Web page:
Longtime Denver Talk Host Rick Barber Facing ALS Battle. Rick Barber was a talk show host on KOA, Denver for more than 30 years. He exited the station in January of 2012 and was diagnosed with Lou Gehrig’s disease — amyotrophic lateral sclerosis – several months ago. Now, former fellow Denver talk host Peter Boyles is helping alert the industry to Barber’s situation and providing information where people can make donations. Find that on Boyles’ KHOW, Denver page here.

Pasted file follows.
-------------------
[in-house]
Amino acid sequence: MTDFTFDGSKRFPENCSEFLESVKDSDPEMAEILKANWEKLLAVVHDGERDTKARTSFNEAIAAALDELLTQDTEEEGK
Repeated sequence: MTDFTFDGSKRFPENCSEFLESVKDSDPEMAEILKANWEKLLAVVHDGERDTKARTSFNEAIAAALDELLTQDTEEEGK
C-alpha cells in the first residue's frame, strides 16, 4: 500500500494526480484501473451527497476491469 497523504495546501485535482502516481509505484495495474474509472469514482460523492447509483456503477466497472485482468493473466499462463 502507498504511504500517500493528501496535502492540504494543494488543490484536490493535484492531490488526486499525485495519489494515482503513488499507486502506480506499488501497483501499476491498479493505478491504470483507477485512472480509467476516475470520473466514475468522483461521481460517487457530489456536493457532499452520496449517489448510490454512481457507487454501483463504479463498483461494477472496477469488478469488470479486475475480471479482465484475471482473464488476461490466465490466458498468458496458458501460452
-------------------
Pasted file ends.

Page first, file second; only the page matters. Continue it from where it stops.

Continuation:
Greater Media’s Peter Smyth Honored by Massachusetts Women’s Political Caucus. Greater Media chairman and CEO Peter Smyth is pictured here at the 12th Annual Good Guys Awards on Thursday, April 11 at the Fairmont Copley Plaza Hotel in Boston. The awards event was produced by the Massachusetts Women’s Political Caucus which honored Smyth for his continued support of women and families in Massachusetts. Smyth is an active philanthropist working with many organizations that advocate for women and families including the United Way of Massachusetts, the New England Baptist Hospital and Emerson College. In addition, he is a supporter of GRLZ Radio, a radio station giving young women a voice in their community. MWPC executive director Priti Rao states, “We were very excited to honor Peter Smyth as one of our Good Guys. His dedicated advocacy to advance women serves as a role model to our community. His support of programs and initiatives that improve the welfare and safety of women and families has been indispensable.” Pictured here are (from l-r): Greater Media VP of corporate communication Heidi Raphael, “HOT 96.9” morning show co-host Pebbles, Greater Media Boston market manager Rob Williams, Smyth, “Hot 96.9” APD and digital media brand manager Jill Strada, WROR general sales manager Matt DiRoberto and Greater Media VP of program development Buzz Knight.